Taking the time to build a recording studio in your garage is a great way to create an environment that will foster your creativity. There are just a few issues you need to consider when designing your studio.
Soundproofing is paramount, both for your sake and your neighbor's. Total isolation from the outside world is unlikely given the size of the average garage, but you can lower sound transmission significantly. First, to prevent airborne transmission of sounds into or out of your studio, ensure that there are no air leaks in any joints anywhere. Add extra insulation, caulking, or both around electrical outlets, light fixtures, windows, and doors. Make especially sure the door that connects your garage to your house is solid, heavy, and seals completely when closed.
For more complete soundproofing you can add another layer of drywall over the existing layer - the added mass will lower sound transmission without taking up too much space. You could also float an additional wall over the existing walls, using resilient channels or Z-bars, but that is generally beyond the scope of a garage studio conversion.
Now that you have your garage sealed up as tight as it should be, you're probably wondering how long you will be able to survive without air! Conventional heating and cooling systems are giant holes in your otherwise airtight studio, and if your garage has an AC duct, you will probably want to plug it up. Installing professional studio-grade AC is prohibitively expensive, and the typical in-wall AC system is prohibitively noisy, but there is another option - the split system. The fan part is located inside the room, and the noisy compressor is located outside. You will still want to open a window now and then to let the fresh air in, but you will stay comfortable and your sounds will stay inside.
The next thing you will want to consider is your control room and its relationship to your sound stage. How you build this depends entirely on how you expect to use your studio. Recording other musicians means you will probably want to build a control room isolated from the sound stage so that you can better listen to what the microphone is capturing. Given the geometry of the average garage, you will probably want to build your control room in one corner. Dedicate about a quarter of your available space to the control room, and leave the rest to the sound stage.
The same isolation techniques will apply here as apply to your overall space. If you are just recording yourself, or if your production is primarily dependent on electronic instruments, a separate control room is not only unnecessary and may actually be detrimental to the creative process of recording.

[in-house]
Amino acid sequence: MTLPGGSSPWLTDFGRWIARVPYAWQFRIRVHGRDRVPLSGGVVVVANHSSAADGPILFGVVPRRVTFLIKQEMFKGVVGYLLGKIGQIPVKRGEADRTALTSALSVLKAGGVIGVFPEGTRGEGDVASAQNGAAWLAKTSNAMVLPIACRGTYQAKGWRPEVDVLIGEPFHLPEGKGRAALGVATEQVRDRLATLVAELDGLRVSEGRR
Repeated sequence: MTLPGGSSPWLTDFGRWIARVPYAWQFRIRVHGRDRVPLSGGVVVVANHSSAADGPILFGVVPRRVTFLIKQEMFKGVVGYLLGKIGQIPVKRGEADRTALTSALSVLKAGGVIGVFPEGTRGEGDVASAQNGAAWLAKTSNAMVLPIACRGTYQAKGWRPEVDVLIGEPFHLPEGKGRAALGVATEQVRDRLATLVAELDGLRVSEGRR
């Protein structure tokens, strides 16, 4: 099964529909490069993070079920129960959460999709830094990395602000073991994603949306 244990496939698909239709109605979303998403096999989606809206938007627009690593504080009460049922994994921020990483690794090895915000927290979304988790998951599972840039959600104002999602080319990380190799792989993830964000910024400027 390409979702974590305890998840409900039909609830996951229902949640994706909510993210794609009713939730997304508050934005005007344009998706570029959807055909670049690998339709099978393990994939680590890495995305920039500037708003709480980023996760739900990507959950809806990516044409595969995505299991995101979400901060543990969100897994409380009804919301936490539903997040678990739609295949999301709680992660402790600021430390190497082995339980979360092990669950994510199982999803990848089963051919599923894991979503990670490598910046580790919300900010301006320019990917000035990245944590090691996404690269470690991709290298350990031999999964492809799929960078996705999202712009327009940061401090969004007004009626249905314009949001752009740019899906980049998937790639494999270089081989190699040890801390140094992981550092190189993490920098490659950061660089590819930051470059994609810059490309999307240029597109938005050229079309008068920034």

Once you have finished with the building, finishing, and painting, you will want to address your studio's acoustics. When building a studio from the ground up, the acoustic design is paramount. The lengths and angles of walls, the height of the ceilings, even the materials used in construction are all critical. But when retrofitting a garage, our options are limited so it is best to make do with what we have, and make it sound as good as possible.
The most noticeable artifact of a small room will be standing waves. Standing waves are caused by sound bouncing back and forth between two parallel surfaces - i.e., facing walls - producing peaks and valleys in the audible frequency spectrum. You can hear these easily when you clap your hands in an empty room, or hit those operatic notes in the shower. While it might invigorate your morning routine, it's not so desirable in the studio, so we want to tame those.
That reverberant sound in an empty room is the higher frequency sounds bouncing around walls and windows, called "flutter echo." To tame this, I use acoustic foam panels that absorb higher frequencies on the walls, and heavy curtains on windows with lots of material to fold up. I don't like my rooms to sound totally dead, so I treat only one side of parallel walls with absorbent material, either by alternate checkerboard patterns on each wall in the case of foam panels, or by a plain wall on the opposite side of a curtained window.
Another way to tame flutter echo is with diffusion - the kind you get with a bookshelf filled with different-sized books. The sound hits that complex surface, and bounces all different directions, diffusing the sound but leaving your room sounding more open. Instead of a plain wall on the other side of a curtained wall, a bookcase works very well. There are also acoustic tile manufacturers who build diffusion modules using precise mathematical calculations, but for a garage studio it can be expensive overkill, money better spent on a good microphone or preamp.
There are pros and cons to carpeting the floor, as carpet alone will not do much to prevent anything other than high frequency flutter echo, and some feel it only deadens the sound of acoustic instruments. I personally like having carpet underfoot, rather than cement, so I use a heavy pad and plush carpet to lower the frequencies that are affected. I also have an office chair mat that I sometimes set down before recording acoustic guitars.
Converting your garage into a recording studio is a lot of work, a lot of fun, and if you are patient and careful, you will have something that'll give you great pride, and serve as comfortable space that will give your muse space to expand. For more information on how to build a recording studio in your garage, be sure to spend a lot of time on the internet, and by all means pick a copy of F. Alton Everest's book, Master Handbook of Acoustics which includes invaluable theory, practical plans, and real-world examples.